So far, “TheApartment” has featured twenty-five guests, and none of them have been white.
“It restricts us a lot…but we’re very stubborn and we’re sticking with it.”
Radhika Menon is a writer, TV connoisseur and pizza enthusiast living in New York City. She is a proud Michigan native and alumna of the University of Michigan. She loves puns and is sometimes funny on Twitter: follow her @menonrad.
For any of us who have siblings, the relationship with them can be one of the most fulfilling ones. And also one of the most bloody frustrating. No one can quite stroke the fire like someone who knows you extremely well, or sometimes not, but have a familial bond with that neither one of you chose. In “Polite Society,“directed by Nida Manzoor, sisters Ria Khan and Lena Khan’s loving, sweet, and sometimes tumultuous relationship takes center stage.
Played delightfully by Priya Kansara and Ritu Arya, respectively, the evolution of their relationship is one of the film’s greatest and simultaneously weakest points. It’s also pretty cool to see two South Asian actresses in an action-comedy movie — how refreshing it is to mention the art of choreography and praise it in regards to fight sequences vs. dance sequences for a film centered on two South Asian women — that itself shows progress.
Set in London, Ria is an aspiring stunt woman who already shows massive talent in martial arts. She looks up to her older sister Lena, who is enrolled in art school and, also holds remarkable potential in a somewhat less traditionally acceptable field. Their relationship starts off as supportive and sweet with no inclinations of jealousy or resentment that sometimes plagues sisterly bonds. But this also means that they are quite protective of one another, almost to the detriment of their well wishes for each other.
This all happens when Lena gets engaged after dropping out of art school. Ria feels betrayed. They were supposed to be on this journey together in fighting for their dreams. Ria decides that she knows what’s best for her sister and enlists the help of her friends to rescue the damsel in distress from her own wedding. Her deep animosity towards the prospect of Lena getting married is also fueled by Lena’s fiancé and his mother acting extremely suspiciously. The twist that ultimately brings the two sisters back together is both shocking and weirdly somewhat progressive in the motive behind the villain’s origin story. But the twist, unfortunately, is too ambitious for the movie as it tacks on another genre and theme earnestly, but still clunkily.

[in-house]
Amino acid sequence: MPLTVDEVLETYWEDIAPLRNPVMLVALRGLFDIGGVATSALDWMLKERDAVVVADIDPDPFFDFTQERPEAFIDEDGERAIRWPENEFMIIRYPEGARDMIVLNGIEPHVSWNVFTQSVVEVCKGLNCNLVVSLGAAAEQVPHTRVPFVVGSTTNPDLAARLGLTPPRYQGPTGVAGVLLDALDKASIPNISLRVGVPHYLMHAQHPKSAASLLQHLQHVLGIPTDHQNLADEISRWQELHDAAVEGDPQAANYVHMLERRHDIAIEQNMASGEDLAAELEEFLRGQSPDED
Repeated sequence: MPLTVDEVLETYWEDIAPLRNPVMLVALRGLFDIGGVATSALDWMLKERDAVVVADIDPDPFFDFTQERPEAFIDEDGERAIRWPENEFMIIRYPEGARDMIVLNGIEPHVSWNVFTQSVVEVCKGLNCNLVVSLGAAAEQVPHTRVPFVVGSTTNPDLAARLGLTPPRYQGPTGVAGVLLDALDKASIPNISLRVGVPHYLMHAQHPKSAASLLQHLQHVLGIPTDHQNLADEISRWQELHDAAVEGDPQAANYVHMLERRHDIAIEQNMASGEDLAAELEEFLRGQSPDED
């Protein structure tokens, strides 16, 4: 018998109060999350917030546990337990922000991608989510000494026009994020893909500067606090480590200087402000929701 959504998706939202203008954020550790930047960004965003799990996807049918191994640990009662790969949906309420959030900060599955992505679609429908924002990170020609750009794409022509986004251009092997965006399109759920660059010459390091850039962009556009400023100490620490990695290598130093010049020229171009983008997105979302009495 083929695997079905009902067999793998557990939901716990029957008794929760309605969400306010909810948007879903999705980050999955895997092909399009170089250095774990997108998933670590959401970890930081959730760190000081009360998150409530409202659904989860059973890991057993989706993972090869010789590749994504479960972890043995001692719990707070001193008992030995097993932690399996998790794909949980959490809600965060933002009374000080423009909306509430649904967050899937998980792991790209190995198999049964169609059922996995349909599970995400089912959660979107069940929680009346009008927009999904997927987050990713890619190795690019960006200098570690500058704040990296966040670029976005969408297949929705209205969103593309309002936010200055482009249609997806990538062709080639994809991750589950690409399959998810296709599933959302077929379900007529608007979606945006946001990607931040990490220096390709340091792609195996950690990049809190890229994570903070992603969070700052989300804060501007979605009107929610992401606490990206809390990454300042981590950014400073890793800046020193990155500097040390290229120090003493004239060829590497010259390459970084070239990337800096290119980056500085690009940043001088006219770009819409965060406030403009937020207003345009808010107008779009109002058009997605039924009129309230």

“Polite Society” tackles not only what it means to fight for one’s dreams but also what it means to have just one ardent supporter. As Lady Gaga famously said, “There can be 100 people in a room and 99 of them don’t believe in you but all it takes is one and it just changes your whole life.” Well, Ria’s Bradley Cooper was her very own sister who seemed to abandon her, and her faith in her, when she chose a different path. For Lena, the film opened up the question of marriage and the weight it bears in the life of a South Asian woman. Ria’s lack of understanding of the pressure it places on Lena is the start of the change in their relationship — the start of Ria’s coming of age and the start of Lena settling firmly into her adulthood.
Standouts from the cast include Ria’s best friends, played by Seraphina Beh and Ella Bruccoleri, who commit to the story and characters with such hilarity and conviction. They add the lightheartedness and playfulness the film needs, and it is refreshing that never once do they use Ria’s cultural background as a way to make fun of her or dismiss her.